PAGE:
Top 10 : Writers and Translators


Myanmar has a long literary history, from the days of transcribing the Buddhist scriptures in Kuthodaw Pagoda (officially the world’s largest book), to once having the highest literacy rates in the developing world. Whether readers are interested in religion, psychology, fantasy, travel or self-help, there’s a book for every type of book lover.

Though English literacy rates may have dropped over the past few decades, Myanmar book shops are still stocked with many international and local titles. In this week’s top ten we’ll look at both local authors and translators.

1. Pascal Khoo Thwe

From the Land of the Green Ghosts: A Burmese Odyssey (2002) tells the story of a visiting English professor to Myanmar in 1988, and his happenstance meeting with a waiter in Mandalay. The waiter has a passion for the works of James Joyce, over whom the two form a lasting bond. Set amidst the political turmoil of the democracy uprising, the story is an autobiographical account of Khoo Thwe’s life as a Padaung boy, and his remarkable love of literature. In 2002 the novel won the Kiriyama Prize, an international literary prize for the most outstanding book from South Asia and the Pacific Rim.

2. Thint Lu

Thint Lu is a doctor by trade, but also one of the most prolific writers and translators in the country. He has written essays on medical issues, and has given Burmese readers access to some of the most interesting books of world literature through his translations. His work ranges from the popular James Bowden’s A Street Cat Named Bob (2016) to the magical worlds of Gabriel in books like Love in the Time of Cholera (1988).

3. Moe Thet Han

Moe Thet Han is often thought of as the bridge between Myanmar readers and international literature. He himself has written some five novels, and translated seventeen of the most provocative works of international literature. His famous translation of Norwegian Wood by Haruki Murakami tells the story of a young Japanese man, and his sexual interest in a young woman during the late 1960s. The book not only details sexually taboo material, but is also a subtle criticism of the baby boomer political activism at the time. Moe Thet Han has also translated other controversial titles such as Lanzarote (2000) by French author Michel Houellebecq and Marguerite Duras’ The Lover (1986).

4. Chan Myae Win

Mark Manson’s bestselling The Subtle Art of Not Giving a F**k (2016) became an instant success in Myanmar, partly because of Chan Myae Win’s excellent translation. Intriguingly, Manson’s book seems to contradict just about every cultural norm in the country – from respecting your elders, to being polite and not being too outspoken. Chan Myae Win’s translations are very helpful for explaining Manson’s somewhat individualistic philosophy to local readers, so much so that she has also translated Manson’s next book Everything is F**ked (2019) – a title that will require a slightly different translation for that most versatile of words in the English language.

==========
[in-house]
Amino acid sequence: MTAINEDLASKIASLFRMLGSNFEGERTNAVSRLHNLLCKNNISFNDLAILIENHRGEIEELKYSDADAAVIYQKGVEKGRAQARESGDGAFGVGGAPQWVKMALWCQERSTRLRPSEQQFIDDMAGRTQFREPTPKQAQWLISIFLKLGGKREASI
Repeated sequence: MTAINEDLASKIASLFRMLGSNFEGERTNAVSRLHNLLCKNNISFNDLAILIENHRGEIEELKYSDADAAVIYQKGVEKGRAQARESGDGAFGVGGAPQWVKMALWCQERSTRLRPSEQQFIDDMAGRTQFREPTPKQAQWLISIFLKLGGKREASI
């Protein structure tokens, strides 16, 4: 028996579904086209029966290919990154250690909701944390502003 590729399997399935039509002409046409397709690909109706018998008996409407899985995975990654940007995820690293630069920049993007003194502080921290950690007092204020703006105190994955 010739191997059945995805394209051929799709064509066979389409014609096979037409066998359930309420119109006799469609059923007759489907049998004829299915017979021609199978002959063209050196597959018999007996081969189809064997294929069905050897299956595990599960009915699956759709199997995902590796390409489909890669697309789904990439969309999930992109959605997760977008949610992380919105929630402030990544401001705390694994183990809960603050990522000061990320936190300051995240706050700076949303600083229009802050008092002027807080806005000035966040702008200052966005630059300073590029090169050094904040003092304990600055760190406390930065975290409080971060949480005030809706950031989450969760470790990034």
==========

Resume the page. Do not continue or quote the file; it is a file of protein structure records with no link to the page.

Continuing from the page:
5. Sabal Phyu Nu

Sabal Phyu Nu started her writing career publishing short stories in local literary magazines, and later moving to longer novels – some of which have been adapted to film. Hlat Ywae Hlwint Thaw Kabar (The World Revealed), A Lwn Saing (The Yearning Shop) and Myauk Phyar Ka A Lwn Yarthi (Longing for the Northern Seasons) are some of her most well-known works, exploring the themes of love, travel and loss. She won the Myanmar National Literature Award for Fiction in 2015 and the Award for Children’s Literature in 2018. 

6. Cho Pain Naung

Popular among young women, Cho Pain Naung writes essays, poems and short novels. She likes to experiment with her writing style, and has a reputation as being a bit edgy. This can be seen in titles like Phwint Saung Ma Ya Tae Htee (The Umbrella That Doesn’t Open) and La Ni Ni Ko Myin Tae Thu (The One Who Saw the Red Moon). Her most famous translation is of Jean Teule’s novel The Suicide Shop, a black comedy about a shop owner who sells equipment to help people kill themselves. Why such an offbeat approach to life (and death) appeals to Myanmar readers? That’s anyone’s guess.

7. Thu Way

Thu Way maintains a very low profile, but he has a large fan base. What’s unusual about his style is that it’s much more vernacular than that of his peers, describing characters and action as if having a conversation. His latest book is titled Nan Dwin Kyaung Thar (Student from the Palace), which is about a high school student from a family of army officers living in Mandalay Palace. This is his fifteenth novel.

8. Lu Nay

Lu Nay is also a contemporary writer who has published over thirty novels, some of which have been made into films. His 2013 novel Thamada Gyi Htan Pay Sar (Letter to the President) is a captivating drama about a man wrongly convicted of murder. The story follows an indignant mother’s search for justice as she seeks her son’s acquittal by writing to the president. It’s an iconic modern film that explores corruption in the legal system, and was made into a film.

9. Thoe Saung 

He is one of the most popular young Myanmar writers who teases his readers with stories of intrigue and mystery. His books also include elements of adventure and the supernatural. His novel Kyaung Sin Chain (School Time is Over) is about a boy who follows the advice of a fortune teller after school, and gets caught up in a romance with a fellow student. 

10. Thaw Tar Aye Lae

Thaw Tar Aye Lae was a journalist and a graduate from Queensland University. She published La Yeik Poe Hmyin (Shade of the Moon) in 2018, which is a novel based on the lives of villagers effected by Cyclone Nargis. Her other novels include Ma Nat Phyan Hma Pyone Tot Mal (I’ll Smile Tomorrow) and Kyan Yit Myit (The River I Left Behind). She is currently attending an international writing program in the United States.

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